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Martin J. Gillen, attorney and financial advisor, donated the Land O’Lakes property, which spans parts of Michigan and Wisconsin, to the University of Notre Dame in the 1930s. His future vision of a religious and educational sanctuary drove him to amass 7,500 acres containing 30 lakes, several bogs, and secluded woods. Gillen, an avid outdoorsman and biology enthusiast, encouraged scientific research on the property and scientists from the University of Wisconsin-Madison and other institutions accepted the invitation. 

Edward Birge, former President emeritus of Biology at the UW-Madison, conducted research on 600 lakes in Wisconsin, seven of which were located on the property. At a symposium of biology on September 5, 1940 Gillen said that Birge addressed the crowd and stated “that he believed the properties of the University of Notre Dame of forest land, cut-over, and new growth with drainage and seepage lakes, swamps, pot-hopes, and running river, all available by road—are the finest and most unique piece of scientific property in the north, for experimental purposes in these three fields [biology, botany, & zoology].” He hoped that some day these properties would be the center of summer experimentation by the scientists of the nation.

In 1951, Professor Arthur Hasler of the University of Wisconsin led the first whole-lake ecosystem study of its kind on the Notre Dame property. Hasler divided a lake in half using an earthen dike and named the new lakes Peter and Paul. He removed the native fish and replaced them with trout. Lime was added to Peter while Paul remained the control lake. As a result of the experiment, trout ate zooplankton more effectively causing Peter Lake plankton to develop differences from Paul Lake plankton. 

In 1957, Fr. Theodore M. Hesburgh, president of the University of Notre dame from 1952 - 1987, was appointed by President Dwight D. Eisenhower to the Civil Rights Commission. While conducting a series of hearings that found African Americans were being denied their right to vote, a federal judge deemed the Commission unconstitutional and an upcoming hearing in Louisiana was canceled. This decision was eventually overturned, but Fr. Hesburgh suggested moving the Commission to UNDERC. During their time at UNDERC, the Commission crafted and voted upon the 12 recommendations presented to Congress that formed the foundation of the 1964 Omnibus Civil Rights Act.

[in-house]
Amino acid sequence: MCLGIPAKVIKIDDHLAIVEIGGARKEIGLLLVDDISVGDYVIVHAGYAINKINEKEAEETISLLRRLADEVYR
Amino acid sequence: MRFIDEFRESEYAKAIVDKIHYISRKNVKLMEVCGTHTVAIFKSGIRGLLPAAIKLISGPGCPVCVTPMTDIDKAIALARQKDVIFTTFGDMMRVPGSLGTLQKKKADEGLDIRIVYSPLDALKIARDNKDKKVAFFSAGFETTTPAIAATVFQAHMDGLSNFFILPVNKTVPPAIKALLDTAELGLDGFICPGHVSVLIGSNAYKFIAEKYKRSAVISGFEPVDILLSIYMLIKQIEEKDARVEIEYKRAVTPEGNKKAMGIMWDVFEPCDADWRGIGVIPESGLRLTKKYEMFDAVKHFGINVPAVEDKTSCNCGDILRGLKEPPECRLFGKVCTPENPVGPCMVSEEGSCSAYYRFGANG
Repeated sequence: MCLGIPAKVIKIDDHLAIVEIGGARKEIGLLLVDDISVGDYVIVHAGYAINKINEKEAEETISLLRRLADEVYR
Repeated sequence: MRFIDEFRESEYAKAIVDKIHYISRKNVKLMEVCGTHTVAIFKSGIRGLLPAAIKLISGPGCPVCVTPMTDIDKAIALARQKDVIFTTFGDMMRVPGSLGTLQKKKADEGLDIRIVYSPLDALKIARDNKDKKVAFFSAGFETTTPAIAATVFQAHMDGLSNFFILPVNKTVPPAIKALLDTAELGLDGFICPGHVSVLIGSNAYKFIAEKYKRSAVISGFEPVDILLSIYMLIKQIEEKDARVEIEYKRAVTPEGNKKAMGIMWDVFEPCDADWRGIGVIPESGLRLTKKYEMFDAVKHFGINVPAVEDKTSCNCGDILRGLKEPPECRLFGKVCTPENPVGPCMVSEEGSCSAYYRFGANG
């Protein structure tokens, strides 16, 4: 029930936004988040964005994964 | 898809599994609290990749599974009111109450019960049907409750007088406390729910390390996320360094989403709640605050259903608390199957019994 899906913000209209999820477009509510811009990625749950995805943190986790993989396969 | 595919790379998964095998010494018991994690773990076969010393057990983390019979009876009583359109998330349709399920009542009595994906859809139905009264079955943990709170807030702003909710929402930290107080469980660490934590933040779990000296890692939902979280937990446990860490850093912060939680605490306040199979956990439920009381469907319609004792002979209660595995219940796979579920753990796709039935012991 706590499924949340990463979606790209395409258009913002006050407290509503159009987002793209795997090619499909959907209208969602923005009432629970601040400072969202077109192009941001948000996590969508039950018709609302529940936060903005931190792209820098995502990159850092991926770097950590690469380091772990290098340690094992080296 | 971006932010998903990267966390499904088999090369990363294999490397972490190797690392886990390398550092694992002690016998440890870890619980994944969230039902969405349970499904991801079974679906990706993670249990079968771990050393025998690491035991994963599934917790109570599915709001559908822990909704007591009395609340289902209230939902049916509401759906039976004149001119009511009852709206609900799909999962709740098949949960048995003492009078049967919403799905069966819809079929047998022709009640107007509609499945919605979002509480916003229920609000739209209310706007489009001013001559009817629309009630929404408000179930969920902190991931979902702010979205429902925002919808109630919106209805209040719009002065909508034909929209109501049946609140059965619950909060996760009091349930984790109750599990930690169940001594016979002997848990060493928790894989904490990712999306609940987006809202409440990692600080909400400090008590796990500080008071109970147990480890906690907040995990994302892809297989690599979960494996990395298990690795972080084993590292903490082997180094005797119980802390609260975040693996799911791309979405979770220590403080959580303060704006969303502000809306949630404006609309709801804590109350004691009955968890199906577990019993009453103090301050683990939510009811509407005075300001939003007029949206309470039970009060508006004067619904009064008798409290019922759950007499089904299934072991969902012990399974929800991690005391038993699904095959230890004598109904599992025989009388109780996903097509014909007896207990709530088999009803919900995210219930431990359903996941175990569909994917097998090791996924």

In 1967, the Land O' Lakes property again played a role as an important convening space. Lead by Fr. Hesburgh, a group of educators met to discuss "What is the nature and role of the contemporary Catholic University?". The result was a document entitled "The Idea of the Catholic University", which is frequently referred to as "The Land O' Lakes Statement".

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The first scientist from the University of Notre Dame to conduct research on the property was Fr. Peter E. Herbert. During his visits he cataloged botanical specimens. During the 1960s, the Notre Dame biology department advocated for a research facility to be built on the property. After a committee was formed and visits to the property were made, in 1968 the University issued a press release stating that the property would become a “conference and recreation site” and a “research area.”

Professor George Craig, entomologist and vector biologist, started bringing students to the property in 1976. At that time, students lived in trailers and classes met in the boathouse. Fr. Theodore Hesburgh wanted to further the University’s commitment to research and persuaded friends of Professor Craig, Bernard J. “Jerry” Hank ‘51 and his wife, Joyce, to get involved in the property. They fell in love with the place and their contributions led to several living quarters and a laboratory. 

In 1978, Carl von Ende was the first Notre Dame scientist to publish a scientific paper from UNDERC. More than 350 scientific papers, book chapters, theses, and dissertations have come from work done at UNDERC. 

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The Northern Highlands Experimental Ecological Reserve was formed in 1980 between UNDERC and the nearby Trout Lake Station started by Birge of the UW-Madison. Located also nearby is the Ottawa National Forest and the North Central Forest Experimentation Station, and in 1992, UNDERC signed a “Memorandum of Understanding” with these two entities for conjoined future research and habitat management and protection activities.

In 2008, UNDERC became the core terrestrial and aquatic site for the Great Lakes region in the National Ecological Observatory Network (NEON). NEON conducts extensive ecological monitoring at UNDERC ranging from field data collection to remote sensing to passive data collection via a canopy tower. This data infrastructure provided by NEON and NEON-UNDERC cooperation makes UNDERC a premier destination for terrestrial and aquatic research in the northwoods.

Current research foci at UNDERC include long-term whole-lake ecosystem manipulations, the installation of a new large scale forest dynamics plot in collaboration with the Smithsonian's ForestGeo network, long-term investigations into small mammal behavior and population dynamics, the physiological, functional genomic and hyperspectral responses of trees to drought and functional genomic and behavioral studies of fish populations.